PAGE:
They are some of my favorite stories. Although they seldom make the headlines, if you look hard enough through your newspaper, or actually stay awake for the second half of the evening news, you will hear them.
The passers-by who jumped into an icy river to rescue a family trapped in their overturned car, the family who delivers Thanksgiving dinners to others laid off in our recession, the construction worker volunteering time to help rebuild a tornado devastated town, and the retired gentleman visiting shut-ins at the local retirement home. Some are more dramatic than others. Who will ever forget the passengers of flight 93 on that infamous September morning, foiling a terrorist plot and saving countless lives while giving of their own? And then we have the more bizarre, like the motorist who recently stopped his car in the middle of interstate traffic to rescue a group of ducklings (I’m not sure if that qualifies as heroic or stupid  .
Regardless of the context, they capture our attention and force us to ask the question: ‘What would I do?’
What would I do if I saw a need but responding put me at risk, made me uncomfortable … interfered with my day? What would I do if I didn’t feel qualified, experienced, or strong enough? What would I do if nobody would notice if I just kept going?
Of course the truth is all of us have ‘just kept going’ at one time or another. That’s what makes hero stories so heartwarming, because for whatever reason, under whatever circumstances, some chose to not ‘just keep going’. Someone chose to take a risk, to change their stars, to not settle for the status quo.
Now if you were to talk to those heroes, they would likely tell you that they too have had more than their own share of not stopping experiences. So what made the difference in that moment?
My suspicion was that there was an experience of transcendence, of just being in the moment. Whatever was happening, they recognized that this moment was of greater significance than all the other pressures of life and so they simply had to act.
That, I believe, is living the heroic life: that living in the moment, that choice to make the place that you are right now the place that you draw a line and you act. As you do, God will begin revealing your own heroic path to you.
And who knows, you may stubble upon some ducklings that need rescuing.
To the King,
If you are ready to start charting your own heroic path, please visit us at www.yourheroicpath.com. Watch our promo video, leave us your story, or order your own copy of The Heroic Path – Charting Your Course out of Failure and into Purposeful Living.
One of my favorite places in the early morning hours is a farm pond that we have in the middle of our small acreage. As I sat out there this morning, preparing for my day and trying to reconnect my heart to that of my King, my eyes were captured by the sight of a handful of insects. I’m not really sure what they are. About the size of a fruit fly, these micro creatures tend to swarm in tight-knit bundles. I watched as their unrelenting acrobatics produced a dance reminiscent of a great ballet, in and out of the group, swerving, diving, and banking with perfect precision.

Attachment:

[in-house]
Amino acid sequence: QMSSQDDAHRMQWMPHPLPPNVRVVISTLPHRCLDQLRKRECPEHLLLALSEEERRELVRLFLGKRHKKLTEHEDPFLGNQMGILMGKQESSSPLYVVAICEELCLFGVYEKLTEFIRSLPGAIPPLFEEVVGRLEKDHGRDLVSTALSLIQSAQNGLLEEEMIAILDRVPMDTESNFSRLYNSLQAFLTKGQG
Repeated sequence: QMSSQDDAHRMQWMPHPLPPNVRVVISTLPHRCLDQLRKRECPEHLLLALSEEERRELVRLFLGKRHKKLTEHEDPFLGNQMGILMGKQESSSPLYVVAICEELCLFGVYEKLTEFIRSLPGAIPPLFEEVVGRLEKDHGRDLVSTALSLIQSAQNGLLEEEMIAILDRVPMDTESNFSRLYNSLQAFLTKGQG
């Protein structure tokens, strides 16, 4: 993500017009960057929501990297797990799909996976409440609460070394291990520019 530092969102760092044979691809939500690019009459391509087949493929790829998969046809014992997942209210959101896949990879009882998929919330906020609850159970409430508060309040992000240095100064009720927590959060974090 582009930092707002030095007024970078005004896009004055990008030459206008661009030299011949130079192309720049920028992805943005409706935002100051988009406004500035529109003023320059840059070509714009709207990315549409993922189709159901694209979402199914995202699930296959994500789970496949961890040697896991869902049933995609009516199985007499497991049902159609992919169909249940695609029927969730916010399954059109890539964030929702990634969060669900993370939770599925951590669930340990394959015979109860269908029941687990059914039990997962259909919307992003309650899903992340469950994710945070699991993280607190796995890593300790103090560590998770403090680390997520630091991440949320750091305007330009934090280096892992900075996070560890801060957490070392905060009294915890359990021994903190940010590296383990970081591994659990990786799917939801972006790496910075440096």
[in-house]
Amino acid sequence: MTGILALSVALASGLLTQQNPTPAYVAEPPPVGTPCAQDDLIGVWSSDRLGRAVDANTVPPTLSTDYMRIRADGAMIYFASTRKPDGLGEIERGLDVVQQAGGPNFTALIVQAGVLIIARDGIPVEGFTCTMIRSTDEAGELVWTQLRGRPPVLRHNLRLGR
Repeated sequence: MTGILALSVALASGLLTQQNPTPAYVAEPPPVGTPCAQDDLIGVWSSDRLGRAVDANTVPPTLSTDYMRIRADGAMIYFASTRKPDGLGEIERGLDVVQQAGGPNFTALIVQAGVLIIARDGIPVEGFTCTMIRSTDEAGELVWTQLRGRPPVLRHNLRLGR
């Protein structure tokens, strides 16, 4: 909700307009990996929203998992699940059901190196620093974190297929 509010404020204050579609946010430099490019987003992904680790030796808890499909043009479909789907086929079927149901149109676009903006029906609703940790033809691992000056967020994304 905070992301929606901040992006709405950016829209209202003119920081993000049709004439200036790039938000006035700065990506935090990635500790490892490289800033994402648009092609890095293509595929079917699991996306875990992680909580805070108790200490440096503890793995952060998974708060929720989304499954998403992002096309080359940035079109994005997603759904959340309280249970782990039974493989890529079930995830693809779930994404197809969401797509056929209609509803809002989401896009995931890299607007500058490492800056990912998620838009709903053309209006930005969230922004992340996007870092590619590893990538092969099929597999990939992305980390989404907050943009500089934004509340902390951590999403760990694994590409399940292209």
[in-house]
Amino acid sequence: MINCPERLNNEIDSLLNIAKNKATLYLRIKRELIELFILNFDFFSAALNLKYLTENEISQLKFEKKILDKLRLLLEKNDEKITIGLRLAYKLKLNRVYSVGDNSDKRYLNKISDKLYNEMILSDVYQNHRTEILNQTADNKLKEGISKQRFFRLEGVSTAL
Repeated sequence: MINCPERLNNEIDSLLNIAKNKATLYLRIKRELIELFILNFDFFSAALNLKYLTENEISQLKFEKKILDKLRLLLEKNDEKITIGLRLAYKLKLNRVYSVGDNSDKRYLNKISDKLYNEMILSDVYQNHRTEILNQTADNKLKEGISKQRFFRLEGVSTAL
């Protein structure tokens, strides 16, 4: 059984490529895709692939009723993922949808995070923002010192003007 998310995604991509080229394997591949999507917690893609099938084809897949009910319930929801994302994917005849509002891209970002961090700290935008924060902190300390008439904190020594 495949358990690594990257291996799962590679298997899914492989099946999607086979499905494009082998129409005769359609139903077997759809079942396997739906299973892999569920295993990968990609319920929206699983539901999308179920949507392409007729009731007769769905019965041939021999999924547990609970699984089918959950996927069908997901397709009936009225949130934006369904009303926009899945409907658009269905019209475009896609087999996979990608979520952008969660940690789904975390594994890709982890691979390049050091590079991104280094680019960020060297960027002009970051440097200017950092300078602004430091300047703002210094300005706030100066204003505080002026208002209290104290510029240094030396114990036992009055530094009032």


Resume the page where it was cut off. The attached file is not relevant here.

The thought struck me: just like me, God created these pollen sized performers. How did He even knit those tiny wings on, or wire their microscopic nervous systems. It didn’t matter; I was just enjoying their beauty, their glory. And they were living in their glory. That dance was their heroic path.
Too often we equate heroism with great acts of valor. And it is true; heroes tend to generate great acts of valor. But it is not the act that makes them a hero. It is the heroic path that they have been following all of their lives that naturally leads to the consequences we read about in the newspapers.
Each of us likewise, of much greater value than those insects that I observed, has a unique dance that is ours alone. It was placed in us and planned out for us from the moment of our conception. Maybe it is leading a squadron of Army Rangers, or orchestrating a Broadway musical. It could be equipping men or women or children to live their own lives of greatness, or simply holding the hand of a dying man as he steps into an entirely new realm of eternity. Maybe your heroic path leads you to demonstrate unconditional love to someone who is not so easy to love, or bring a smile to the face of one who has forgotten what laughter was. Or it may simply be dancing with others who dance, producing your own great ballet.
I don’t know what your heroic path looks like, but I can tell you what a heroic path looks like: it looks like a man living the life that is his to live. No one else’s, just his.
If you are ready to start living this heroic life, I am just getting ready to release a book to help you find that. You can watch our Heroic Path trailer here or you can pre-order The Heroic Path here. For a limited time we are offering these for only $11.99 each. It will be in the mail to you in just a few weeks.
Thanks, and never stop exploring your own heroic path.
To the King,